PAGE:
Mr. Hume

was as anxious as the noble Lord for the free and unfettered working of the Poor-law Act, but he did think the proposition of his hon. Friend, the Member for Finsbury, worthy of the consideration of the House. He (Mr. Hume) did not believe the present system of voting in parish vestries could be approved of by the noble Lord. And all his hon. Friend proposed to do was to go back to the old established law of the land, that every rate-payer had his vote; in place of the innovation introduced by Sturges Bourne's Act. But if the noble Lord really considered that the hon. Member's Bill would tend to obstruct the operation of the Poor-law Bill, he (Mr. Hume) should advise his hon. Friend to strike out of his Bill all that part of it which referred to Poor-law Unions, in order that no fear might exist of such con sequences resulting from it as the noble Lord anticipated. With that end, he hoped the noble Lord would consent to the Bill going into Committee, and it might there be so altered as to be confined in its operation to parish vestries.

Mr. Pease

felt himself bound to object to the second reading of the Bill, on the ground that its operation would be extremely mischievous in several parishes. He should most decidedly object to any measure tending to interfere with the pre sent mode of voting in parochial vestries. He therefore moved that the Bill be read a second time this day six months.

Mr. O'Connell

The objection urged against the Bill by the noble Lord is intelligible enough; the opposition of the hon. Member for Durham is perfectly un intelligible. The principle of the Bill is the principle of the common law, that every rate-payer should have his vote. Does he object to that principle? If he does he objects to a recognised principle of the common law, and of common sense. The rate levied in a parish presses more heavily upon the poor man than upon the rich man: the poor man's shilling is in comparison as much as the rich man's pound. I repeat it, there must be some thing behind the opposition of the hon. Member—it is perfectly unintelligible. He may perhaps wish to out-vote his poorer neighbours by reason of the length of his purse; that is quite comprehensible. After all, what alteration can this Bill make in the working of the Poor-law Bill? We have had complaints that the mode of election under that Bill gives undue weight to particular properties against the aggregate, and all that is sought by this Bill is to alter the system of parish voting so as to make it conformable to the principles of the common law, and in favour of those who compose the majority of the rate-payers, and on whom, comparatively speaking, the burden of the rates falls. I do hope this Bill will be allowed to go into Committee, the House will then be able to examine its details, and if it be found that it will interfere with or prevent the working of the Poor-law Amendment Act, (though I do not believe it can,) we can exclude those parts of it which apply to that Act.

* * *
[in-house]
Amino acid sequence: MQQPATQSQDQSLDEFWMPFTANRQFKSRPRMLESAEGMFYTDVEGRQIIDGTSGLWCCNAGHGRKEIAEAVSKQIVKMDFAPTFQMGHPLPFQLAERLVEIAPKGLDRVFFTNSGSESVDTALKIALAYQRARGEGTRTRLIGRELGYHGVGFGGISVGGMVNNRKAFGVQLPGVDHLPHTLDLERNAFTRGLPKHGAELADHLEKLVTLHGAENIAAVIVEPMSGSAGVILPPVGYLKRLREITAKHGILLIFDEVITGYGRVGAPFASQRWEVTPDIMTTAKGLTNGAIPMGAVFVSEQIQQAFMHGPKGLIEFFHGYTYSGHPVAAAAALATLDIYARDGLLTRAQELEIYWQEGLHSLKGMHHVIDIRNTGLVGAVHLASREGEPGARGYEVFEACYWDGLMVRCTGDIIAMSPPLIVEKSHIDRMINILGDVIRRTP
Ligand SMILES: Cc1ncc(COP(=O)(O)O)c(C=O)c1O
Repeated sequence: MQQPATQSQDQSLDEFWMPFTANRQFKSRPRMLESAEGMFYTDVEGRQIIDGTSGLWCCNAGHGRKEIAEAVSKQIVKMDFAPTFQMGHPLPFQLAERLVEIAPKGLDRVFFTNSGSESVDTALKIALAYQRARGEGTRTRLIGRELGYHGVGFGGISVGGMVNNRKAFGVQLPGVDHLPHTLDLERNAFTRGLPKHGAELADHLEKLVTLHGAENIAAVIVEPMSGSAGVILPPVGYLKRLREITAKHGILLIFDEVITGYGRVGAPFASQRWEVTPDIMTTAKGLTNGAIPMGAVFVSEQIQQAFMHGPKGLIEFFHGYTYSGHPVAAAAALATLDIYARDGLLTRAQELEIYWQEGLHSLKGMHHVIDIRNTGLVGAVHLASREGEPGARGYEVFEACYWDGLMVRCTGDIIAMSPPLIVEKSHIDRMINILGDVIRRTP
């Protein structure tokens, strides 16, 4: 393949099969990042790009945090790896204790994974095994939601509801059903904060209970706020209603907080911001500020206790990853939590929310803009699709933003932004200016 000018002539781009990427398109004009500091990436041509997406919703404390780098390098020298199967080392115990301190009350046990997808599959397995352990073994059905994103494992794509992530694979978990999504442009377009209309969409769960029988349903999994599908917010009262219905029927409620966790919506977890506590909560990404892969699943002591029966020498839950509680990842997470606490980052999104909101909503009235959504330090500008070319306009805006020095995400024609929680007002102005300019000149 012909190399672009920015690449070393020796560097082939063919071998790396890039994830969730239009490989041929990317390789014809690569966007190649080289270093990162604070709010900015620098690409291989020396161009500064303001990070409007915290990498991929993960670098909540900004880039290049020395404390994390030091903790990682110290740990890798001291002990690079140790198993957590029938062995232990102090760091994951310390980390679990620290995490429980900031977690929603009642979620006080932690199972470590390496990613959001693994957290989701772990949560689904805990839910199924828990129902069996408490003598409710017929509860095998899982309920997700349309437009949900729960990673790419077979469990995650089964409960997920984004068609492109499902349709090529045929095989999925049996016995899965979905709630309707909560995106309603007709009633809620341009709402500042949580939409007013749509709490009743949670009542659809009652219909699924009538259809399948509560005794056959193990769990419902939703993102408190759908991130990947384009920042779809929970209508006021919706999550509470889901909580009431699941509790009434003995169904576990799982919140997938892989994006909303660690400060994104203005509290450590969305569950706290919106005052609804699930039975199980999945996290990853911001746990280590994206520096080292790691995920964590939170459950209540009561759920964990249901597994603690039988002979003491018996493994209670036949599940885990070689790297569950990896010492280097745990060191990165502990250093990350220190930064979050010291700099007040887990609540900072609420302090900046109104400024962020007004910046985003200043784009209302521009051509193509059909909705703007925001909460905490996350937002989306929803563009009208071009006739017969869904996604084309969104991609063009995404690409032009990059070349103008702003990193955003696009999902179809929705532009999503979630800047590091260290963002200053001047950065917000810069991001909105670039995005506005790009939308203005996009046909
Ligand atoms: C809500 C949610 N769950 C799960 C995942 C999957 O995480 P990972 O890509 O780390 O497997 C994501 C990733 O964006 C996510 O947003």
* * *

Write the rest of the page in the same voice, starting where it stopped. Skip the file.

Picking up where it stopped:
Mr. Pryme

agreed with the hon. Member for Durham that the Bill of the hon. Member for Finsbury was one of a most objectionable nature, more particularly as regarded country parishes, as its effect would be to place the funds of many parishes at the disposal of thirteen or fourteen labourers, to the exclusion of the wealthy farmers. Many parishes were not divided into more than ten farms; and the effect of this Bill would be to give the occupiers of those farms the management of the whole property in the parish. He (Mr. Pryme) believed, that if such an alteration as this were to take place, the value of agricultural property through the kingdom would be greatly deteriorated. Reference had been made to the ancient law upon this subject. But he (Mr. Pryme) was surprised to hear such an argument used on his side of the House. If there were anything in the argument drawn from antiquity, why not carry it out to its full extent, and why was it not applied to the reform of Parliament, and to municipal reform? Besides which it should be remembered, property was much more divided now than it was anciently. The present state of the law did not do more than give to property its just preponderance, for would it be reason able that small occupiers should have more weight and influence in the administration of the parochial funds than those large owners of property whose interest in the parish was twenty or fifty times as great.

Mr. Ward

asked, if, before the present system of voting was established, the effects were produced which the hon. Member for Cambridge anticipated from its repeal? And he would also ask if that system of voting had not everywhere been the constant source of ill-feeling and discontent. If so, would not the House support the hon. Member for Finsbury in an attempt to remedy evils which all must acknowledge, and which all must be anxious to remove. At the same time he (Mr. Ward) thought that if the Bill interfered with the working of the Poor-law Bill, it would have a bad effect. The present system of parish vestry voting had given to the great landowners, in his opinion, an influence which without it they would never have possessed, and which they ought not to have: it had produced many abuses, it had led to many evils, and he should therefore vote for the second reading of this Bill, in order that in Committee it might be there altered so as to make it as perfect as possible; but he did so with the express condition that in Committee he should be at liberty to oppose it, so far as it would affect the operation of what he considered a valuable Act.

Mr. Hardy

hoped the Bill would be allowed to go into Committee, because he was willing to go so far with the hon. Member for Finsbury as to correct an anomaly which at present existed in parish vestry voting, viz.—that the practical effect of the present system was to give twenty persons more power than 100 persons, because they happened to possess more property. Now, he thought that every rate-payer had a right to a voice in the administration of affairs which concerned his own interests. And in his opinion the best way of correcting this anomaly was to go into Committee on the Bill of the hon. Member, with that object. He (Mr. Hardy,) thought that the property ought to have its due influence, it ought not to have more than its due influence; and it did in his judgment possess an undue influence, when it gave to a small number of persons in a parish a greater influence than the majority of parishioners in the management of the parochial affairs.